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Ok so we have just purchased a half section of land up against a body of water covering approximately 300 acres. We have another 1/4 that is also up against this body of water. We have approximately 160 acres under water. I should mention that this "slough" was dry from 1988 till 2004 or 05. We grew some great crops on this land through those years, in 02 it was the only field we combined. Anyway I am wondering if anyone else has done any irrigation out of similar sort of body of water? An irrigation equipment company has claimed that they have set up similar irrigation projects in eastern Saskatchewan. We have 200 acres we could irrigate easily and another 100 could be done with some cat work. I do know one guy that did a similar sort of thing 30 plus years ago and from what I heard the body of water was sucked dry in two years. With the price land now that wouldn't be so bad either. I know zero about irrigating. Am I crazy to be thinking this might be feasable? Any thoughts? I am in NW sask
 

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I have a similar set up. Works well in a dryer year. In a wetter year it just makes the plants sick/diseased and reduces yield.

How do you plan to suck from the deepest part? I buried pipe to the outside and put in a small 3' culvert down to supply pipe.

Make sure you choose a fuel source that doesn't cost much in the years you don't use it.
 

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Ok so we have just purchased a half section of land up against a body of water covering approximately 300 acres. We have another 1/4 that is also up against this body of water. We have approximately 160 acres under water. I should mention that this "slough" was dry from 1988 till 2004 or 05. We grew some great crops on this land through those years, in 02 it was the only field we combined. Anyway I am wondering if anyone else has done any irrigation out of similar sort of body of water? An irrigation equipment company has claimed that they have set up similar irrigation projects in eastern Saskatchewan. We have 200 acres we could irrigate easily and another 100 could be done with some cat work. I do know one guy that did a similar sort of thing 30 plus years ago and from what I heard the body of water was sucked dry in two years. With the price land now that wouldn't be so bad either. I know zero about irrigating. Am I crazy to be thinking this might be feasable? Any thoughts? I am in NW sask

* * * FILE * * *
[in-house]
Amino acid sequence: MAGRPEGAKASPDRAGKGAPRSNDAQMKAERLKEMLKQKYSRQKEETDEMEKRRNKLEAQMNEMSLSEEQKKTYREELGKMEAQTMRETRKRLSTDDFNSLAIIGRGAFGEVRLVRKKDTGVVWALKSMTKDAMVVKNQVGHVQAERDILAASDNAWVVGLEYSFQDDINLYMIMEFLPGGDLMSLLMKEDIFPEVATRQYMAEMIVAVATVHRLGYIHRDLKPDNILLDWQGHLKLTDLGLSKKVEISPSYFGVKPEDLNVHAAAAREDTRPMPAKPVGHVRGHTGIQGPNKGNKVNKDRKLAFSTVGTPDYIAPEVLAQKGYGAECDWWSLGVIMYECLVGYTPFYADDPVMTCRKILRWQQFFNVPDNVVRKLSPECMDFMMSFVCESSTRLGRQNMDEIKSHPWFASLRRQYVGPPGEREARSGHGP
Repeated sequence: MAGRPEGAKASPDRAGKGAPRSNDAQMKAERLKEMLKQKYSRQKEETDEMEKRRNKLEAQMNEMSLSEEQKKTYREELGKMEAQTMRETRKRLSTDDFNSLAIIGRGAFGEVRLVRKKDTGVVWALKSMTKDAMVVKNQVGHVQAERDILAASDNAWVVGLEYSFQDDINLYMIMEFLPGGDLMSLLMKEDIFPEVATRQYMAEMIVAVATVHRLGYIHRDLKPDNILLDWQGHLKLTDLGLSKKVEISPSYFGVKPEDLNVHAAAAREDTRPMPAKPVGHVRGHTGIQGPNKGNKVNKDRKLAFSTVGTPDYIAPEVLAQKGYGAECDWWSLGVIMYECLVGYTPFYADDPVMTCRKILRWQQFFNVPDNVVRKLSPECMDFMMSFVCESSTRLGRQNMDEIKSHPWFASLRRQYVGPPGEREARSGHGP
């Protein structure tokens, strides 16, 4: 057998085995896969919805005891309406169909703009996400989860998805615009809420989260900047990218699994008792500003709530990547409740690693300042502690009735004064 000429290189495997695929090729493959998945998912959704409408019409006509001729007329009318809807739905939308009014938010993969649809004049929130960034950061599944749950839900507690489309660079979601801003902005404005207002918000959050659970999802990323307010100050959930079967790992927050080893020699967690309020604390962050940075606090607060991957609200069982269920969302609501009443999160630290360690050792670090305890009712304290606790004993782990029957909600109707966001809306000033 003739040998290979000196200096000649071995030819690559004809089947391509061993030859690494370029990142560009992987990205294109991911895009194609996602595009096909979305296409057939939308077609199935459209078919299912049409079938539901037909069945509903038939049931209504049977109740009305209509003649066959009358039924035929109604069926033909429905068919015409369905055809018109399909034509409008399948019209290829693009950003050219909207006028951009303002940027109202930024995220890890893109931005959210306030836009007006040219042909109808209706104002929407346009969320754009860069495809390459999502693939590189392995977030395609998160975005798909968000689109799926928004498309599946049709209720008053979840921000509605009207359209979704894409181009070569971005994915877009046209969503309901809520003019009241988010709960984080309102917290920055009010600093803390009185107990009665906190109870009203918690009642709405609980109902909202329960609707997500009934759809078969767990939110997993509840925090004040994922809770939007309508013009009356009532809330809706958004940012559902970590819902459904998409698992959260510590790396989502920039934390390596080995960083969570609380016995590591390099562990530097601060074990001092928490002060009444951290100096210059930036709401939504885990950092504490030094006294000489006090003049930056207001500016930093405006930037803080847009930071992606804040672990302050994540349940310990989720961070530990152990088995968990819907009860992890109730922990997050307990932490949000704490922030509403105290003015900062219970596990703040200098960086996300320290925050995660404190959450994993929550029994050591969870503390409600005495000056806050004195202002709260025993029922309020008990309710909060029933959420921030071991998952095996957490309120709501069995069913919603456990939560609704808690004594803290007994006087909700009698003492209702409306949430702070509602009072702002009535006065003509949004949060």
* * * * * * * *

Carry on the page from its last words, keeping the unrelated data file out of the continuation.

Is the land you intend to water have any sand in the profile or drain good? Guys north of lloydminster irrigated the waste water from the city for years. They might still do. Most of that land is sandy and can stand that amount of water. Any kind of clay and poorish drainage is a recipe for disaster in a cold summer. Pm me and I'll give you a name or two if interested.
 

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I have a similar set up. Works well in a dryer year. In a wetter year it just makes the plants sick/diseased and reduces yield.
:sFun_explosive:f
How do you plan to suck from the deepest part? I buried pipe to the outside and put in a small 3' culvert down to supply pipe.

Make sure you choose a fuel source that doesn't cost much in the years you don't use it.
There Is a dugout on the edge of the body of water. I have not thought of a fuel source, I was thinking diesel.